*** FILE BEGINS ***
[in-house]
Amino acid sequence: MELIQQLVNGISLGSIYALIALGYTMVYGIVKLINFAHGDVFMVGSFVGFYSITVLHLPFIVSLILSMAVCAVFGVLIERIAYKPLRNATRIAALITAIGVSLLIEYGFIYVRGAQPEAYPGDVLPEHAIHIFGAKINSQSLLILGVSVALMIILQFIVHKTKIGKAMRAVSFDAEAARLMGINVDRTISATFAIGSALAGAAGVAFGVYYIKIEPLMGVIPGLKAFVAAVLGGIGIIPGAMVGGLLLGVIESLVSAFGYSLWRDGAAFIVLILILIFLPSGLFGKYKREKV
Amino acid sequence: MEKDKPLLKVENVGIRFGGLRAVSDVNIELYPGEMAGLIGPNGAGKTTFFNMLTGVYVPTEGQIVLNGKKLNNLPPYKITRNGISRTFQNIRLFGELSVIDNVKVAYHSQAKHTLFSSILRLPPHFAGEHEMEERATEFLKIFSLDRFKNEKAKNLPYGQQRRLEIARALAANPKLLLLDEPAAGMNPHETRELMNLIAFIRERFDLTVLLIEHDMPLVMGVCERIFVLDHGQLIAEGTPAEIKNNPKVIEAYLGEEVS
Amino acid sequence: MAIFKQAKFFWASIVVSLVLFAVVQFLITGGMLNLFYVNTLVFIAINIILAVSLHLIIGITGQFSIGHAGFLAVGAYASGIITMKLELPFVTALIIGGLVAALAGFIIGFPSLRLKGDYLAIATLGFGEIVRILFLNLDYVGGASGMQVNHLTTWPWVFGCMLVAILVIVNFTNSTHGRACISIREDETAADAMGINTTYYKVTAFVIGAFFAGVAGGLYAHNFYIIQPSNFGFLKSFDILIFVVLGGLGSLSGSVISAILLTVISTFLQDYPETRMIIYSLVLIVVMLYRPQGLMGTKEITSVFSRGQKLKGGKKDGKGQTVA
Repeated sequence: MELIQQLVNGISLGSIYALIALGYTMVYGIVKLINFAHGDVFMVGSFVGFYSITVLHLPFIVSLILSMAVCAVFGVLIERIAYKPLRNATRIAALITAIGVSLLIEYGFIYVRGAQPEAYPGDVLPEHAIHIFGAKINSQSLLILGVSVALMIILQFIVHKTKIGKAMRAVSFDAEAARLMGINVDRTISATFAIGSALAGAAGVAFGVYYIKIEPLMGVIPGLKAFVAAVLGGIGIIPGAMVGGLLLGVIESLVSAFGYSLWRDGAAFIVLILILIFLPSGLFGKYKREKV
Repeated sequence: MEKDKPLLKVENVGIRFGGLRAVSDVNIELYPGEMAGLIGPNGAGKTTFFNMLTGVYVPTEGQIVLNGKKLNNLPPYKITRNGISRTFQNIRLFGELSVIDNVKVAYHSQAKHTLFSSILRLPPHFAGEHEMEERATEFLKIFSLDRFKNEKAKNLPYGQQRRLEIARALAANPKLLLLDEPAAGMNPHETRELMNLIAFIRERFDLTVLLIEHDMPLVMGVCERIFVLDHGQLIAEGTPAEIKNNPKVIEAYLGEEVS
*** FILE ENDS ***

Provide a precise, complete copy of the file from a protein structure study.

[in-house]
Amino acid sequence: MELIQQLVNGISLGSIYALIALGYTMVYGIVKLINFAHGDVFMVGSFVGFYSITVLHLPFIVSLILSMAVCAVFGVLIERIAYKPLRNATRIAALITAIGVSLLIEYGFIYVRGAQPEAYPGDVLPEHAIHIFGAKINSQSLLILGVSVALMIILQFIVHKTKIGKAMRAVSFDAEAARLMGINVDRTISATFAIGSALAGAAGVAFGVYYIKIEPLMGVIPGLKAFVAAVLGGIGIIPGAMVGGLLLGVIESLVSAFGYSLWRDGAAFIVLILILIFLPSGLFGKYKREKV
Amino acid sequence: MEKDKPLLKVENVGIRFGGLRAVSDVNIELYPGEMAGLIGPNGAGKTTFFNMLTGVYVPTEGQIVLNGKKLNNLPPYKITRNGISRTFQNIRLFGELSVIDNVKVAYHSQAKHTLFSSILRLPPHFAGEHEMEERATEFLKIFSLDRFKNEKAKNLPYGQQRRLEIARALAANPKLLLLDEPAAGMNPHETRELMNLIAFIRERFDLTVLLIEHDMPLVMGVCERIFVLDHGQLIAEGTPAEIKNNPKVIEAYLGEEVS
Amino acid sequence: MAIFKQAKFFWASIVVSLVLFAVVQFLITGGMLNLFYVNTLVFIAINIILAVSLHLIIGITGQFSIGHAGFLAVGAYASGIITMKLELPFVTALIIGGLVAALAGFIIGFPSLRLKGDYLAIATLGFGEIVRILFLNLDYVGGASGMQVNHLTTWPWVFGCMLVAILVIVNFTNSTHGRACISIREDETAADAMGINTTYYKVTAFVIGAFFAGVAGGLYAHNFYIIQPSNFGFLKSFDILIFVVLGGLGSLSGSVISAILLTVISTFLQDYPETRMIIYSLVLIVVMLYRPQGLMGTKEITSVFSRGQKLKGGKKDGKGQTVA
Repeated sequence: MELIQQLVNGISLGSIYALIALGYTMVYGIVKLINFAHGDVFMVGSFVGFYSITVLHLPFIVSLILSMAVCAVFGVLIERIAYKPLRNATRIAALITAIGVSLLIEYGFIYVRGAQPEAYPGDVLPEHAIHIFGAKINSQSLLILGVSVALMIILQFIVHKTKIGKAMRAVSFDAEAARLMGINVDRTISATFAIGSALAGAAGVAFGVYYIKIEPLMGVIPGLKAFVAAVLGGIGIIPGAMVGGLLLGVIESLVSAFGYSLWRDGAAFIVLILILIFLPSGLFGKYKREKV
Repeated sequence: MEKDKPLLKVENVGIRFGGLRAVSDVNIELYPGEMAGLIGPNGAGKTTFFNMLTGVYVPTEGQIVLNGKKLNNLPPYKITRNGISRTFQNIRLFGELSVIDNVKVAYHSQAKHTLFSSILRLPPHFAGEHEMEERATEFLKIFSLDRFKNEKAKNLPYGQQRRLEIARALAANPKLLLLDEPAAGMNPHETRELMNLIAFIRERFDLTVLLIEHDMPLVMGVCERIFVLDHGQLIAEGTPAEIKNNPKVIEAYLGEEVS